“Why Christians Need Confessions” by Carl Trueman


“Despite claims to the contrary, the Christian world is not divided between those who have creeds and confessions and those who just have the Bible. It is actually divided between those who have creeds and confessions and write them down in a public form, open to public scrutiny and correction, and those who have them and do not write them down. The reason is simple: every church (and indeed every Christian) believes the Bible means something, and what it thinks the Bible means is its creed and confession, whether it chooses to write its beliefs down or not.

Of course, those who argue that they have no creed but Christ and no book but the Bible are usually trying to protect something important and biblical: the supreme authority of Scripture in all matters of Christian faith and practice. They rightly fear allowing unbiblical traditions or ideas to impact the substance of what the church believes. Yet for all of the good intentions that they may have, I believe that that which they want to protect—the unique status of Scripture—is actually best protected through explicit confessional documents, connected to a carefully thought-out form of church government.

In fact, and somewhat ironically, it is those who do not express their confession in the form of a written document who are in danger of elevating their tradition above Scripture in such a way that it can never be controlled by the latter. If a church has a document that says it is dispensational in eschatology, then we all know where such a church stands on the issue of the end times, and we can do the Berean thing and test the position by Scripture to see if it is so. The church that tells you simply that its position on the end times is the same one as that taught in the Bible appears to be telling you everything, but is actually telling you nothing at all.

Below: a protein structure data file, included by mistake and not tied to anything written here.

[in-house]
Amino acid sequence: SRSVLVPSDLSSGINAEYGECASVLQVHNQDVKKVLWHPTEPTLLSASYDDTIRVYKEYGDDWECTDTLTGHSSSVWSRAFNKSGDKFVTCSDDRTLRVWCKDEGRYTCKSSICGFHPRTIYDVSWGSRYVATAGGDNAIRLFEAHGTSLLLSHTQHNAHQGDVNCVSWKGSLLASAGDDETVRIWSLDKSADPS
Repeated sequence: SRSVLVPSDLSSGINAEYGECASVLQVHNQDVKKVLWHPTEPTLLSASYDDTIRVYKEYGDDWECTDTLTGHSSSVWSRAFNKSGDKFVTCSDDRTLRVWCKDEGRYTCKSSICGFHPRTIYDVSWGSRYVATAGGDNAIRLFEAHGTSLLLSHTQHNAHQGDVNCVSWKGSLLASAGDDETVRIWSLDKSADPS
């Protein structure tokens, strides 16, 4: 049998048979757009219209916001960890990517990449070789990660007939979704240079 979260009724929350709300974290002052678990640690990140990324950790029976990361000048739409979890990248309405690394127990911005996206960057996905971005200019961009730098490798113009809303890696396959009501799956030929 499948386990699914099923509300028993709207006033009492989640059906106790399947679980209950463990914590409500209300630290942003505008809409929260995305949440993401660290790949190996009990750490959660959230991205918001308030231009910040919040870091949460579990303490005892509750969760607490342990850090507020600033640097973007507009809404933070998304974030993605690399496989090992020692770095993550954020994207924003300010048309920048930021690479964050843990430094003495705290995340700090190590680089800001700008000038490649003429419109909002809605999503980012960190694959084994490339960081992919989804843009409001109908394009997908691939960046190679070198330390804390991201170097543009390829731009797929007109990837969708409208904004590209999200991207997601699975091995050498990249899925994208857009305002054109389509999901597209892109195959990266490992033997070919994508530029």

In short, creeds and confessions, connected to a biblical church polity, are a vital part of maintaining a healthy New Testament church life. Here are seven reasons why every church should have them.”

Read the rest of this article here. Get his new book, The Creedal Imperative, here.

“The Freudom of the Christian”

I’m enjoying reading Dr. Carl Trueman’s latest book Fool’s Rush In Where Monkey’s Fear to Tread: Taking Aim at Everyone. It’s really just a “pithy collection of the best of Carl Trueman’s articles on culture and the church” taken from previous blog posts at Reformation 21. So far each chapter/article has been very insightful, entertaining, and humorous. The two chapters I just read were really supberb. Here are links and samples to each:

Pro-Choice not Pro-Options

“In short, it should be a matter of concern that we live in a world where the very values which seem increasingly to dominate our society – extended adolescence and the love of choice combined with the dislike of the responsibility of actually making choices – are those which will erode the very qualities that make good leaders: maturity and a willingness to make the hard decisions.”

The Freudom of the Christian

His conclusion: “This is where real Christian freedom lies: in the realization that we can do nothing to effect our own salvation; that Christ has done it all for us; and that we are therefore able to give ourselves freely and unconditionally in sacrificial service of others. The same thing, the life, death and resurrection of Christ, is what makes it possible for me to drink beer and without endangering my soul; but that is a collateral bonus of spiritual freedom and not a significant function of my spiritual maturity. It is also the same thing which motivates me not to make Christianity a laughing stock and an embarrassment through the use of foul language. Real Christian freedom is rather more to do with service of others than self-indulgence in any area of my life. The church needs more Christian freedom and much, much less Christian Freudom.”

I highly recommend this book and/or reading Carl Trueman’s blog (just look for the posts by him). I’ll try to post more links and summaries in the future.